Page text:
10 March 2017
I came across a page, Savor Your Family’s Story, where FamilySearch is exhorting us to …
Preserve an important part of your heritage by sharing recipes, photos, or memories of your family's favorite foods and the stories behind them.
As one with limited cooking skills (I won’t starve and can follow a recipe though I was once accused of being a boring cook. My thinking is that what one calls boring I call comfort food and memories!), it’s nice to be reminded that on a regular basis, many are cooking simple meals that both satisfy the stomach and remind us of our heritage and ancestors.
Though FamilySearch would like for you to preserve your food heritage via them, you are not limited to that! Several years ago, after a Christmas pow wow talking about the recipes we grew up with, a sister produced a little booklet. You can read more about it here, Food and Holidays -- Always a Great Combination -- How to Preserve That "Slice" of Life. A fun element of this project was that we could see how my parents cooking evolved through time. We had some shared recipes that we all remembered with fondness and then there were meals that I just didn’t remember ever eating!
Additionally, many communities, through time, have produced cookbooks documenting the recipes of a community – the community where your family lived! Maybe a family member contributed. Even if not, talk about a slice of life (or possibly cake) for recipes popular in the community at the time.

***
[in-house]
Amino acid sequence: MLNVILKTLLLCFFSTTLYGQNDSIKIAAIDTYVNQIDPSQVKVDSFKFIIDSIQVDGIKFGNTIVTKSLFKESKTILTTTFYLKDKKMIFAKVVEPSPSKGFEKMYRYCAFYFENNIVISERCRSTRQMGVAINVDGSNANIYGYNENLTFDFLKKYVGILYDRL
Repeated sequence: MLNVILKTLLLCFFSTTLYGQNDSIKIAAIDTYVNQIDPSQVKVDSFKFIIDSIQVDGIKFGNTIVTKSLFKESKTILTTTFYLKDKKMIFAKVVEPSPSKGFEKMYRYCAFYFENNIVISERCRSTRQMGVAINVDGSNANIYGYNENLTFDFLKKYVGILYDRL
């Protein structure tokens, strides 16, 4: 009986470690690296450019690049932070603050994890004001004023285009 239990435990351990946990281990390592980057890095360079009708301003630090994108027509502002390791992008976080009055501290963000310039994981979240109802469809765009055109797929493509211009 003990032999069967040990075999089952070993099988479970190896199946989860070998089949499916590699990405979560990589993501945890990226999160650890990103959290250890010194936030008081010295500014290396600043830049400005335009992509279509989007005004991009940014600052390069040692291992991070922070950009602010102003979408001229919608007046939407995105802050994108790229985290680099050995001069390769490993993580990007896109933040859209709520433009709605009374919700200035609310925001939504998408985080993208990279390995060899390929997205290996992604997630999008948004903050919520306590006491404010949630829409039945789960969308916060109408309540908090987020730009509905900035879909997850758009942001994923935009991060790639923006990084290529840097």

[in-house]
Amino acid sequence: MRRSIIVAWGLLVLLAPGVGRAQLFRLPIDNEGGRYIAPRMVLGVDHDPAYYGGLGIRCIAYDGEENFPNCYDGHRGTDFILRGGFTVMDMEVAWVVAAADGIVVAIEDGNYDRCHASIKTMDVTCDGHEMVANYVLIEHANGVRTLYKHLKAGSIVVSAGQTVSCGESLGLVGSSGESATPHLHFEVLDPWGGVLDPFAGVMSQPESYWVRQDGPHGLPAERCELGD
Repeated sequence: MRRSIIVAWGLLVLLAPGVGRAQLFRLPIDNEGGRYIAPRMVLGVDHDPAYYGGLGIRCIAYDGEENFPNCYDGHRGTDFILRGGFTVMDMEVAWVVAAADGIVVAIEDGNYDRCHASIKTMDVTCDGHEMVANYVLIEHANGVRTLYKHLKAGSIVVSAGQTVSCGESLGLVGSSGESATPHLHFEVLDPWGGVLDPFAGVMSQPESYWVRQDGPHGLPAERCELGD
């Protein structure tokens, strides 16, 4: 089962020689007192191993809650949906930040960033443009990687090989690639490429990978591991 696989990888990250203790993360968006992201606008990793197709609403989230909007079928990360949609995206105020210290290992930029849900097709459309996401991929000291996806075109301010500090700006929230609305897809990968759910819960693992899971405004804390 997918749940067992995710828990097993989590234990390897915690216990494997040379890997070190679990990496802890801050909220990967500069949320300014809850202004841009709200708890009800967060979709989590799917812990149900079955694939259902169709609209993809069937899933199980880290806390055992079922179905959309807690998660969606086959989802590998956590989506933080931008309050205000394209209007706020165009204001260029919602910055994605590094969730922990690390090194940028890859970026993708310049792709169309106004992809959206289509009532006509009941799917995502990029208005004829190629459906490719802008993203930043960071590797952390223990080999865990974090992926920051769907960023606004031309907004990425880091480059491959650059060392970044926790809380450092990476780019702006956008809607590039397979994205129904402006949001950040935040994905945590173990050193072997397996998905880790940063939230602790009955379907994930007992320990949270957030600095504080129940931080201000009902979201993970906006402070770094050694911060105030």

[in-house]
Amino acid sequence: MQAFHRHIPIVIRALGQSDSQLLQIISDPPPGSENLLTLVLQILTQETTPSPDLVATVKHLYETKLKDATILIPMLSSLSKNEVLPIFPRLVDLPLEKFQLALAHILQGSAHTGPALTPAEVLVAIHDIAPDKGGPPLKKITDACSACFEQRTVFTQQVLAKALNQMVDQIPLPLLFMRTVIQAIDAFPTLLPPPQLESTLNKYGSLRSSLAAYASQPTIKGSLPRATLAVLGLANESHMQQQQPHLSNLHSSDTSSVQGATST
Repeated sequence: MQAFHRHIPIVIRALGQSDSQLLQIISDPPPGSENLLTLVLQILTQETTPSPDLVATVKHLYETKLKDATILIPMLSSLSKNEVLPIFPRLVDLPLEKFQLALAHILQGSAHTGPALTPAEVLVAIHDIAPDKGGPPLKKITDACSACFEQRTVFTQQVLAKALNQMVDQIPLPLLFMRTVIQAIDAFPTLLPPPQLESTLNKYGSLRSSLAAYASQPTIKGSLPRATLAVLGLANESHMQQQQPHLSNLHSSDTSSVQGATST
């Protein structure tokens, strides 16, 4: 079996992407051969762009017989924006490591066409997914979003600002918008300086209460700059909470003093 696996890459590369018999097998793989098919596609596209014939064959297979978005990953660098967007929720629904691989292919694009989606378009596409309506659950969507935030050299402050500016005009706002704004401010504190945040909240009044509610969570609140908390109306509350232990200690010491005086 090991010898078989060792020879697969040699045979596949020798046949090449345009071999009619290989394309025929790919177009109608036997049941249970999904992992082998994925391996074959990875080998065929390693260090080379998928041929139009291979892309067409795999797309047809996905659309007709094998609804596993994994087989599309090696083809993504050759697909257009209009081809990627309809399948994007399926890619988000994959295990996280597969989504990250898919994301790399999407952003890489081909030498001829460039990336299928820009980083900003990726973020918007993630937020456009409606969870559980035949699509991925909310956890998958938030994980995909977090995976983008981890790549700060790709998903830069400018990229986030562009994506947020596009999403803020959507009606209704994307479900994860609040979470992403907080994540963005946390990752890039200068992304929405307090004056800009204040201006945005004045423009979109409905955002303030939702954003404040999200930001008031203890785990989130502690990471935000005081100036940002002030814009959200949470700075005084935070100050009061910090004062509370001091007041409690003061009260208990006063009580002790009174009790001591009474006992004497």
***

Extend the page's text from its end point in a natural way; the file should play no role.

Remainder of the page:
Here are a few finds …
- Creating and Designing a Family Cookbook and Genealogy, http://janeheinrichs.blogspot.com/2010/02/creating-and-designing-family-cookbook.html
- Cooking up Genealogy, http://mycanvasblog.com/cooking-up-genealogy/
- Create a Family Cookbook, http://www.familytreemagazine.com/article/create-a-family-cookbook
- Cyndi’s List – Recipes, Cookbooks & Family Traditions, http://www.cyndislist.com/recipes/
- How to Use Vintage Cookbooks in Your Genealogy Research, http://lisalisson.com/2014/12/01/use-vintage-cookbooks-genealogy-research/
- Recipes and Genealogy (Curtis Memorial Library), http://www.curtislibrary.com/2016/09/30/recipes-and-genealogy/
What recipe do you most associate with your heritage?
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